Five Hurdles to Localizing Global Development—and How NGOs Can Help Overcome Them
It's time we transform our outdated approach.
Pape Gaye is a native of Senegal and a lifelong advocate for health workers, strong health systems, and access to health care for all. He founded the Baobab Institute for Health and Development based in Senegal to focus on strengthening local nonprofits.
During his time as president and CEO of IntraHealth International, the organization made human resources for health a crucial part of the worldwide conversation on global health. In the United States, his testimony on Capitol Hill during a 2014 Ebola-focused congressional hearing brought the role of frontline health workers to the fore. As a panelist during the White House Global Summit in July 2016, he urged the incoming US president to focus on international aid and human resources for health as powerful investments in our shared future.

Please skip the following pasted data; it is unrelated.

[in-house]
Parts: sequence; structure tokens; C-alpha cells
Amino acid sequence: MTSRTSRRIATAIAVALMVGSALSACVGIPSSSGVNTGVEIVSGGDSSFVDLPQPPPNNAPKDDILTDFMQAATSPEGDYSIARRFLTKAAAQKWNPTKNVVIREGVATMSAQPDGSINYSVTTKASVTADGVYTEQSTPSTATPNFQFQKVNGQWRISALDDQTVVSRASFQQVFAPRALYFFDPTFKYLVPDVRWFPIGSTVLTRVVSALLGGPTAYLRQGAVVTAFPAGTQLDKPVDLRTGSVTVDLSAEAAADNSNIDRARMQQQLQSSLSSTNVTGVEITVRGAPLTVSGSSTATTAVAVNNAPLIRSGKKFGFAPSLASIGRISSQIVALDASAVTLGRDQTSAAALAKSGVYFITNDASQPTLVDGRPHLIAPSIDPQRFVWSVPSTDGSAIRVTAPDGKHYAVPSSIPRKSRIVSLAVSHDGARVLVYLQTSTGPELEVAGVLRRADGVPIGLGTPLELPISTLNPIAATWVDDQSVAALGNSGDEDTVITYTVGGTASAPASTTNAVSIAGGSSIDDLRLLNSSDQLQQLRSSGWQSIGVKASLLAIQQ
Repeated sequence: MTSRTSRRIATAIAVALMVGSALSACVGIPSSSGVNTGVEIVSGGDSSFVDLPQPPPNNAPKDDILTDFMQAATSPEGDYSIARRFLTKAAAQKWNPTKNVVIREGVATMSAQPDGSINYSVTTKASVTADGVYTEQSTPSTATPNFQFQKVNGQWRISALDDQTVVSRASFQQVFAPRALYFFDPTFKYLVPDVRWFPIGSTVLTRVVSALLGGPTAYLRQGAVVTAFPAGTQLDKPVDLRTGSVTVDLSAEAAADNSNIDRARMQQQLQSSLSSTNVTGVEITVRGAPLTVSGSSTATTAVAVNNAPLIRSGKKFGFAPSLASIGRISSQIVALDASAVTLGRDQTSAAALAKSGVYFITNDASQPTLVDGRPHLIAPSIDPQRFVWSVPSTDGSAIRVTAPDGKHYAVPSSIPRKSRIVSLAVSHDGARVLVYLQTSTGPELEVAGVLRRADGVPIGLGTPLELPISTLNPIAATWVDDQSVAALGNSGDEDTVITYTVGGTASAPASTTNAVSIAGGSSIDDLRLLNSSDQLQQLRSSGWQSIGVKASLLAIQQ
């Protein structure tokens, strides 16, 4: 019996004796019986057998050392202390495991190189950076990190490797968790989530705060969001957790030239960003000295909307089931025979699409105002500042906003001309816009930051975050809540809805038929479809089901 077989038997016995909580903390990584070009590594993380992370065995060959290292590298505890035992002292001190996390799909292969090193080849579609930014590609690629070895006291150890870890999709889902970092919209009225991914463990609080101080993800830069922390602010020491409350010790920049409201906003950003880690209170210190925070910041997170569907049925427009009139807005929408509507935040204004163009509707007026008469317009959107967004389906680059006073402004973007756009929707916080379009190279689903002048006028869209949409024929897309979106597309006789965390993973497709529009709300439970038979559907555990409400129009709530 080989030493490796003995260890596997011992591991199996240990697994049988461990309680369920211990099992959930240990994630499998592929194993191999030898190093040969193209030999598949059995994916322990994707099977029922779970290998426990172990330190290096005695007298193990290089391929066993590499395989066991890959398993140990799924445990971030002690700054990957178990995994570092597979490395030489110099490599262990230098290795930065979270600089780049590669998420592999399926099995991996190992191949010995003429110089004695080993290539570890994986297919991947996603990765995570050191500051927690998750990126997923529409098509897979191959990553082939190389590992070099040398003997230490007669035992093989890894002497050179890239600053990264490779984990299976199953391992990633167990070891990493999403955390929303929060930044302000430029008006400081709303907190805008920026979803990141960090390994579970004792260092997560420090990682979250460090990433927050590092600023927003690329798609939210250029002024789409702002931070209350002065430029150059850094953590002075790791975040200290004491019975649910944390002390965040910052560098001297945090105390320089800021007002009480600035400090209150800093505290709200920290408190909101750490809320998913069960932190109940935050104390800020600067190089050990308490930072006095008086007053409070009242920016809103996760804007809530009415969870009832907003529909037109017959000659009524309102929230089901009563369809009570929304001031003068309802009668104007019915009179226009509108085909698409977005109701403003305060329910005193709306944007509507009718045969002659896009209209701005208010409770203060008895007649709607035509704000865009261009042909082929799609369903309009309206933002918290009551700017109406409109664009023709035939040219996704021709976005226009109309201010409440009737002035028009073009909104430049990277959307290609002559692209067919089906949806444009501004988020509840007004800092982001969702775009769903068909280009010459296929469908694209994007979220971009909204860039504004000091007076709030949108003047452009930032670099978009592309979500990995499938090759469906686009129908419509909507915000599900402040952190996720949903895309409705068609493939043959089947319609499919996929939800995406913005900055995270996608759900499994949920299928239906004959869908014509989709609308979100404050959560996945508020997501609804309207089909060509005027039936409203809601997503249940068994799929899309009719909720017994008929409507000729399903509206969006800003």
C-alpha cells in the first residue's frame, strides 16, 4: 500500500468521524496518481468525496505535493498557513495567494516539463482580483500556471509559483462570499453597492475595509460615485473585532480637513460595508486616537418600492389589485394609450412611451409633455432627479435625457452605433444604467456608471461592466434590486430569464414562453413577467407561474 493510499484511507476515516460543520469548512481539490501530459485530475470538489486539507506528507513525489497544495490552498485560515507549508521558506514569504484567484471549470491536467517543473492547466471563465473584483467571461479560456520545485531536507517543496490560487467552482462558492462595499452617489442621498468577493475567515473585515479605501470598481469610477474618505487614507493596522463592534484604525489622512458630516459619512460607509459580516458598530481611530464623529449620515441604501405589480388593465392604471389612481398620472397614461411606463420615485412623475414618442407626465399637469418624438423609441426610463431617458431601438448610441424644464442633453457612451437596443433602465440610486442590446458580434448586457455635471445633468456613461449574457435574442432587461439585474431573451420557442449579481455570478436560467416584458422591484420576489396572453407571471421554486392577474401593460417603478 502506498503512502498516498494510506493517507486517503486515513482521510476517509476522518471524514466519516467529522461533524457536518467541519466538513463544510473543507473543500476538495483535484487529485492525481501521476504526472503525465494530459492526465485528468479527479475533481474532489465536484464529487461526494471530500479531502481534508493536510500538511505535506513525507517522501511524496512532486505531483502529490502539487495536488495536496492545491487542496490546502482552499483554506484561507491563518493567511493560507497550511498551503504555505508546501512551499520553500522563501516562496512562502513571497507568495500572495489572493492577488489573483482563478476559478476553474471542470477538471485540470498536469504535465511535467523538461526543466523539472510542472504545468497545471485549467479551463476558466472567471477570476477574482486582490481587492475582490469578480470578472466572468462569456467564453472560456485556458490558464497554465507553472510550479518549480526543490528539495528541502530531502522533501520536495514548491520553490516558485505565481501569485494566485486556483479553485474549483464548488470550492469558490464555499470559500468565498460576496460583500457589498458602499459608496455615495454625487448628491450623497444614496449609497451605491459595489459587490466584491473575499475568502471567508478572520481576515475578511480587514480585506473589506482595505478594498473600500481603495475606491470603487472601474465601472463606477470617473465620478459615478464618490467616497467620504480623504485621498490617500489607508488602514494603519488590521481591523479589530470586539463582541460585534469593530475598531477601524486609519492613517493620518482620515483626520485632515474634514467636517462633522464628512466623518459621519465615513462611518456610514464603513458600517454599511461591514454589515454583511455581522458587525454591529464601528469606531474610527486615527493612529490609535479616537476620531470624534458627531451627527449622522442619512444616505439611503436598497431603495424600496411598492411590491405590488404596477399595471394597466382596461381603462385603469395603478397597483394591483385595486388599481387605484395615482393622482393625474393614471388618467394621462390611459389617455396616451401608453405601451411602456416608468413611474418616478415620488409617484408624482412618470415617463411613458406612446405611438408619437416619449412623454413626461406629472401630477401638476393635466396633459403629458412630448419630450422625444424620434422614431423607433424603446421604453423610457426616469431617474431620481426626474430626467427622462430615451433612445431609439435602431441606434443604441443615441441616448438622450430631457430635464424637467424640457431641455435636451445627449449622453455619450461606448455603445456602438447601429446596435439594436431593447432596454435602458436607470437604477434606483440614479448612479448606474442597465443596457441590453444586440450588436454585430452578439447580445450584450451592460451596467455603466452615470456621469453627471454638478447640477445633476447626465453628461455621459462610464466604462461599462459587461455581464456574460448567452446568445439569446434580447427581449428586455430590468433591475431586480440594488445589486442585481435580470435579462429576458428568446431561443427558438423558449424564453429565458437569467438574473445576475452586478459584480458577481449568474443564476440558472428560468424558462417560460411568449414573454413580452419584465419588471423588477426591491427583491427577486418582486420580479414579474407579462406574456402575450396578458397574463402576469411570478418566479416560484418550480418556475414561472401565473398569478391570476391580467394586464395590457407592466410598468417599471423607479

Partnership, Gaye believes, is essential. He forges strong collaborative relationships with diverse stakeholders—from ministries of health to private-sector partners to local health workers—to meet the enormous health challenges we face in low- and middle-income countries.
Gaye began his career with the US Peace Corps, and went on to work with the 1984 Los Angeles Olympic Committee and the US Centers for Disease Control and Prevention. Before his appointment as CEO at IntraHealth, he led the organization’s regional office for West, Central, and North Africa.
Gaye holds a master’s degree in business administration from the University of California at Los Angeles. His board and advisory services include the Duke University’s Global Health Institute (DGHI), InterAction, the Global Health Council (GHC), the Population Council, and the Baobab Institute in Senegal.
It's time we transform our outdated approach.
This piece originally appeared on Devex .
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